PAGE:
From the Wall-era Pink Floyd-via-Edward Ruchalski opening, to its creased-velvet crackle and strum finish; Warm Climate’s “Forced Spring For Rising Tide” is the very definition of far-reaching. The duo, Seth Kasselman and Rune Freeman, push one another forward on the title track– sometimes to fine effect, but at other moments, more restraint might have been applied.
The title track provides the best example. Recorded at a variety of indoor and outdoor locations in California and Arizona, “Forced Spring For Rising Tide” has some serious layering going on, unless these two are mutant octopods. Whistling, shouting, bells, drums, chimes, and many other interesting sounds are allowed to mix in a very free manner– it is the obviousness of their not belonging together that actually makes it work– but a plodding, useless bassline anchors this beauty for almost twelve minutes. I kept wishing there was a fader I could grab. Thankfully, it makes a sudden disappearance (maybe someone noticed it?) allowing an unlikely mix of howls, squelchy feedback, guitar, and chimes to really take off.
The third track, “NASA March,” is quite fascinating. First appearing to linger around a brittle loop, it slowly transforms itself into something decidedly more dangerous. Just before vanishing entirely, a final “opening-up” is heard, with remarkably intense showers of emotion and noise.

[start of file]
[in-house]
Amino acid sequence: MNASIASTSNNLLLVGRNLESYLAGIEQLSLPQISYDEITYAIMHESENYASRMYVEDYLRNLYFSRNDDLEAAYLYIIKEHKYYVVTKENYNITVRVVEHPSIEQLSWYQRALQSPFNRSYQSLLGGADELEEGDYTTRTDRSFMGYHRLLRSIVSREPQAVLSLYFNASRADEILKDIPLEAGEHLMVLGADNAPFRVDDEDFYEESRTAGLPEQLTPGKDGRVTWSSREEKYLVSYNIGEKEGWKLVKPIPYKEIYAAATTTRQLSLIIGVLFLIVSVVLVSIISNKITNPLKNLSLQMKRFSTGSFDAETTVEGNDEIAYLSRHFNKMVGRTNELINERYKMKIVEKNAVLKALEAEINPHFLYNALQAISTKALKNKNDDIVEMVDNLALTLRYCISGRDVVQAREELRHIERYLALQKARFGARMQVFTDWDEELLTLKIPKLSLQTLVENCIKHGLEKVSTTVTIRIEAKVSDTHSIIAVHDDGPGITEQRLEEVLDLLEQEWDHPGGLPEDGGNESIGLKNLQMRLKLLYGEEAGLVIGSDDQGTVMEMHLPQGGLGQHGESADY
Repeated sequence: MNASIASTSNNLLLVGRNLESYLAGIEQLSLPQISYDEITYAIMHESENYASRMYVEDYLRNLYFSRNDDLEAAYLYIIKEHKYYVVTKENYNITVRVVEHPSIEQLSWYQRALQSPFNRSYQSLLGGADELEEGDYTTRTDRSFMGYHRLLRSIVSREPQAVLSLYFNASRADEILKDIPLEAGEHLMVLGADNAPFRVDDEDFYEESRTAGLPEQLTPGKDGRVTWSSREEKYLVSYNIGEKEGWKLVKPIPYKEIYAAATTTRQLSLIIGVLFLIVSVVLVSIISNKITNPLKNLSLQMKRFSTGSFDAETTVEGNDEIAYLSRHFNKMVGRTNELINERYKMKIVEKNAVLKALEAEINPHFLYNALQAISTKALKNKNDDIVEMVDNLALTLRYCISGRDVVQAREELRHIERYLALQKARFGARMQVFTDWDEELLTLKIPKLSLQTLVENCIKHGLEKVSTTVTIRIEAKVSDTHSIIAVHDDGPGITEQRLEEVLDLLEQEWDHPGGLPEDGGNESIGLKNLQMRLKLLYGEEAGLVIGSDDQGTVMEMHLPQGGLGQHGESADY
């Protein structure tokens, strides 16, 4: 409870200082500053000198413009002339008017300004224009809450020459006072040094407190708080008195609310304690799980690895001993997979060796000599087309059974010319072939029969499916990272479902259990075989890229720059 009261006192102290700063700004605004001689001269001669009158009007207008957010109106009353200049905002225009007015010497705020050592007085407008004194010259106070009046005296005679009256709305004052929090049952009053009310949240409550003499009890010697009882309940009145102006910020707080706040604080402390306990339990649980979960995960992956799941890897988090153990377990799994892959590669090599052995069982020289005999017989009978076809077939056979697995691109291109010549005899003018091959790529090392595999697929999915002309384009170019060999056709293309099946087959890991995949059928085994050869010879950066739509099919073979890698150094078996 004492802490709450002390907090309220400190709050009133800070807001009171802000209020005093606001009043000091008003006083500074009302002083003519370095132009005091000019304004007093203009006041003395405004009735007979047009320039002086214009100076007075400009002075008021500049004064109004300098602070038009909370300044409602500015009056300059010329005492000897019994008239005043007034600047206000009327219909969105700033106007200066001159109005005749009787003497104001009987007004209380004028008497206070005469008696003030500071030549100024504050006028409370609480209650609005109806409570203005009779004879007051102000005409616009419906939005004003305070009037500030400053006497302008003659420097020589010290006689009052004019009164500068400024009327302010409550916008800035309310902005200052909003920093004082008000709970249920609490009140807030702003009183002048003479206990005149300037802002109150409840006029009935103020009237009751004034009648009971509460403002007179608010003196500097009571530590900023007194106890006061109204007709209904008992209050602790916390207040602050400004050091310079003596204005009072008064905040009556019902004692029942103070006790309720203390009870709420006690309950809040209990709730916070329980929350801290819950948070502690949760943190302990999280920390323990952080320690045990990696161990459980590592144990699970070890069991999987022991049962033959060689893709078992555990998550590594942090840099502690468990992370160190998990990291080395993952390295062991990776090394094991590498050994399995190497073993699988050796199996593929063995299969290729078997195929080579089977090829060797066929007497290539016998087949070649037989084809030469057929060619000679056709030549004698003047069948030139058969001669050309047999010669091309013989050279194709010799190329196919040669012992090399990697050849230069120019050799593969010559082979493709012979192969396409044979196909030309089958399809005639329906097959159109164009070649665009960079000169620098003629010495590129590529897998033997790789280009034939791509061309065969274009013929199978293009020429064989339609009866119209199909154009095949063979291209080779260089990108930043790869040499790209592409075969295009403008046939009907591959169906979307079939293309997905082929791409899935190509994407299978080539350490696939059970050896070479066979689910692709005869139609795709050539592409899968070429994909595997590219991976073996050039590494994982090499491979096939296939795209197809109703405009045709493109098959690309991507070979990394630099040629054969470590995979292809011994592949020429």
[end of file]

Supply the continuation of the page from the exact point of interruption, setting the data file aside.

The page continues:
What is easily most recommendable about this release is the sense of “own-ness” that Kasselman and Freeman bring to the recording. Although I have not had the opportunity to hear other Warm Climate releases at this time, I suspect the individuality present here is also recognizable in some form there. It’s not a perfect album, but the few missteps are ones made by taking bold chances, not from treading too lightly.
My copy of the album has somewhat odd text CD text (it comes up as “Seth Reburn”, and credits the first track to “Seht”, perhaps a concept for future remixes), but is otherwise a very professional affair. I’d always love to see more liner notes, but the gorgeous artwork throughout from Cristopher Cichocki more than makes up for my music-geek needs. Currently, “Forced Spring For Rising Tide” and Warm Spring’s concurrent release “Agnomen 1” are available directly from Kasselman, at his website.